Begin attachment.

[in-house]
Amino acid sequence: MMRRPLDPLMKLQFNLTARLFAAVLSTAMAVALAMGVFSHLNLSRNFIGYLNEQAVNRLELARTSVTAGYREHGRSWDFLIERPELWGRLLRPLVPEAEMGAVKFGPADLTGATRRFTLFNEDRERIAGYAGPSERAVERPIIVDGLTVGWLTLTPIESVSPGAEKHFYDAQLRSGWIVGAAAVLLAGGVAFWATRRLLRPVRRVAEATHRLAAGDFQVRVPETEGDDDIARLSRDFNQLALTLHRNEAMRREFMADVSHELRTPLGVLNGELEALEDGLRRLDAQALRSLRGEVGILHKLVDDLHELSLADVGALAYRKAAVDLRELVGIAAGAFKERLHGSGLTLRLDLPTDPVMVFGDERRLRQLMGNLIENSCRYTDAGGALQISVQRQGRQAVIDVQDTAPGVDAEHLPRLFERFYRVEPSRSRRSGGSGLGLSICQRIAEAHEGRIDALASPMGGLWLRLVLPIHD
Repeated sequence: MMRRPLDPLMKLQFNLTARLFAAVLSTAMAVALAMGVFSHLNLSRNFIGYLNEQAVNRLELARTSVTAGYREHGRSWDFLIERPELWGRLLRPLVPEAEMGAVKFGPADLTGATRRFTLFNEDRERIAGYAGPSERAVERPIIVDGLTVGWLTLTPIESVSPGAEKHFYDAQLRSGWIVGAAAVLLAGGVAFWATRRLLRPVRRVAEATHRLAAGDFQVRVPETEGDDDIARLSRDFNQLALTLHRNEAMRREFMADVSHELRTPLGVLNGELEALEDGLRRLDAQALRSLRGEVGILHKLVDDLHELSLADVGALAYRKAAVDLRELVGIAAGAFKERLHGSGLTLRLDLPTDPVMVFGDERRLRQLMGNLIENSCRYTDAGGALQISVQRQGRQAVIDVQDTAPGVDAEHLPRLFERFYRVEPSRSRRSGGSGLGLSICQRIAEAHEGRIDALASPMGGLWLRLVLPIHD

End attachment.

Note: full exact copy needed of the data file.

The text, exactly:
[in-house]
Amino acid sequence: MMRRPLDPLMKLQFNLTARLFAAVLSTAMAVALAMGVFSHLNLSRNFIGYLNEQAVNRLELARTSVTAGYREHGRSWDFLIERPELWGRLLRPLVPEAEMGAVKFGPADLTGATRRFTLFNEDRERIAGYAGPSERAVERPIIVDGLTVGWLTLTPIESVSPGAEKHFYDAQLRSGWIVGAAAVLLAGGVAFWATRRLLRPVRRVAEATHRLAAGDFQVRVPETEGDDDIARLSRDFNQLALTLHRNEAMRREFMADVSHELRTPLGVLNGELEALEDGLRRLDAQALRSLRGEVGILHKLVDDLHELSLADVGALAYRKAAVDLRELVGIAAGAFKERLHGSGLTLRLDLPTDPVMVFGDERRLRQLMGNLIENSCRYTDAGGALQISVQRQGRQAVIDVQDTAPGVDAEHLPRLFERFYRVEPSRSRRSGGSGLGLSICQRIAEAHEGRIDALASPMGGLWLRLVLPIHD
Repeated sequence: MMRRPLDPLMKLQFNLTARLFAAVLSTAMAVALAMGVFSHLNLSRNFIGYLNEQAVNRLELARTSVTAGYREHGRSWDFLIERPELWGRLLRPLVPEAEMGAVKFGPADLTGATRRFTLFNEDRERIAGYAGPSERAVERPIIVDGLTVGWLTLTPIESVSPGAEKHFYDAQLRSGWIVGAAAVLLAGGVAFWATRRLLRPVRRVAEATHRLAAGDFQVRVPETEGDDDIARLSRDFNQLALTLHRNEAMRREFMADVSHELRTPLGVLNGELEALEDGLRRLDAQALRSLRGEVGILHKLVDDLHELSLADVGALAYRKAAVDLRELVGIAAGAFKERLHGSGLTLRLDLPTDPVMVFGDERRLRQLMGNLIENSCRYTDAGGALQISVQRQGRQAVIDVQDTAPGVDAEHLPRLFERFYRVEPSRSRRSGGSGLGLSICQRIAEAHEGRIDALASPMGGLWLRLVLPIHD